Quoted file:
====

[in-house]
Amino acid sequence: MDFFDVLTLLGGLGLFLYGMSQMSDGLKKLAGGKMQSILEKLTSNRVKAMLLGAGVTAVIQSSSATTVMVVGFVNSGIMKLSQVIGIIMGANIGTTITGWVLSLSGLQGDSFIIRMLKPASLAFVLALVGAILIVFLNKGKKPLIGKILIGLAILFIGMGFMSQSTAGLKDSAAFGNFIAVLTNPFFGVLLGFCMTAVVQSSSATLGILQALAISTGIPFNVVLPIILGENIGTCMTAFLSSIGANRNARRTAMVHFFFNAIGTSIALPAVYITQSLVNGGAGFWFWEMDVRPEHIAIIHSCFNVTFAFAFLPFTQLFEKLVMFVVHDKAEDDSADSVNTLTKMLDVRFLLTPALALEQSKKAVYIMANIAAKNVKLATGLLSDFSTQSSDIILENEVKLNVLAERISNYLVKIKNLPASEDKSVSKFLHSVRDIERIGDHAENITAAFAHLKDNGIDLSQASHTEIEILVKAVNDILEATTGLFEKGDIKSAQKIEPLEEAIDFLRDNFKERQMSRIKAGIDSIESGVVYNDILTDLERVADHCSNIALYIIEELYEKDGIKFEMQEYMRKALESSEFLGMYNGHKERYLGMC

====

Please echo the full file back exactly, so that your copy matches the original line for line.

[in-house]
Amino acid sequence: MDFFDVLTLLGGLGLFLYGMSQMSDGLKKLAGGKMQSILEKLTSNRVKAMLLGAGVTAVIQSSSATTVMVVGFVNSGIMKLSQVIGIIMGANIGTTITGWVLSLSGLQGDSFIIRMLKPASLAFVLALVGAILIVFLNKGKKPLIGKILIGLAILFIGMGFMSQSTAGLKDSAAFGNFIAVLTNPFFGVLLGFCMTAVVQSSSATLGILQALAISTGIPFNVVLPIILGENIGTCMTAFLSSIGANRNARRTAMVHFFFNAIGTSIALPAVYITQSLVNGGAGFWFWEMDVRPEHIAIIHSCFNVTFAFAFLPFTQLFEKLVMFVVHDKAEDDSADSVNTLTKMLDVRFLLTPALALEQSKKAVYIMANIAAKNVKLATGLLSDFSTQSSDIILENEVKLNVLAERISNYLVKIKNLPASEDKSVSKFLHSVRDIERIGDHAENITAAFAHLKDNGIDLSQASHTEIEILVKAVNDILEATTGLFEKGDIKSAQKIEPLEEAIDFLRDNFKERQMSRIKAGIDSIESGVVYNDILTDLERVADHCSNIALYIIEELYEKDGIKFEMQEYMRKALESSEFLGMYNGHKERYLGMC